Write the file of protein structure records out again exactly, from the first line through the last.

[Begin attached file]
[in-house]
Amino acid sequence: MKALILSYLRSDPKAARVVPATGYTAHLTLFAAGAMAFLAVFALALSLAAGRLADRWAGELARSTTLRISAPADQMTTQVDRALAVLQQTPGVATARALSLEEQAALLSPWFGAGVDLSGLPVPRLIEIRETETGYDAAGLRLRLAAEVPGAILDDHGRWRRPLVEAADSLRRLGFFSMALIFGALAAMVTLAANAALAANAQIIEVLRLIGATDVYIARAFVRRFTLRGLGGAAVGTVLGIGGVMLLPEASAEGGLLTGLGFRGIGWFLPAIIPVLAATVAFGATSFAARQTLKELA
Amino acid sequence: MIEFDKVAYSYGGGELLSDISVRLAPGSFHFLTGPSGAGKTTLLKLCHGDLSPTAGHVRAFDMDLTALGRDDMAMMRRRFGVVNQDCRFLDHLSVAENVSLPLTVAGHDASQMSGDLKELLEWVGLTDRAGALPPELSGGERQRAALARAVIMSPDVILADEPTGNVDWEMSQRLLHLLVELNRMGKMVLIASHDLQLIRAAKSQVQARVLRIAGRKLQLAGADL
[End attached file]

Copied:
[in-house]
Amino acid sequence: MKALILSYLRSDPKAARVVPATGYTAHLTLFAAGAMAFLAVFALALSLAAGRLADRWAGELARSTTLRISAPADQMTTQVDRALAVLQQTPGVATARALSLEEQAALLSPWFGAGVDLSGLPVPRLIEIRETETGYDAAGLRLRLAAEVPGAILDDHGRWRRPLVEAADSLRRLGFFSMALIFGALAAMVTLAANAALAANAQIIEVLRLIGATDVYIARAFVRRFTLRGLGGAAVGTVLGIGGVMLLPEASAEGGLLTGLGFRGIGWFLPAIIPVLAATVAFGATSFAARQTLKELA
Amino acid sequence: MIEFDKVAYSYGGGELLSDISVRLAPGSFHFLTGPSGAGKTTLLKLCHGDLSPTAGHVRAFDMDLTALGRDDMAMMRRRFGVVNQDCRFLDHLSVAENVSLPLTVAGHDASQMSGDLKELLEWVGLTDRAGALPPELSGGERQRAALARAVIMSPDVILADEPTGNVDWEMSQRLLHLLVELNRMGKMVLIASHDLQLIRAAKSQVQARVLRIAGRKLQLAGADL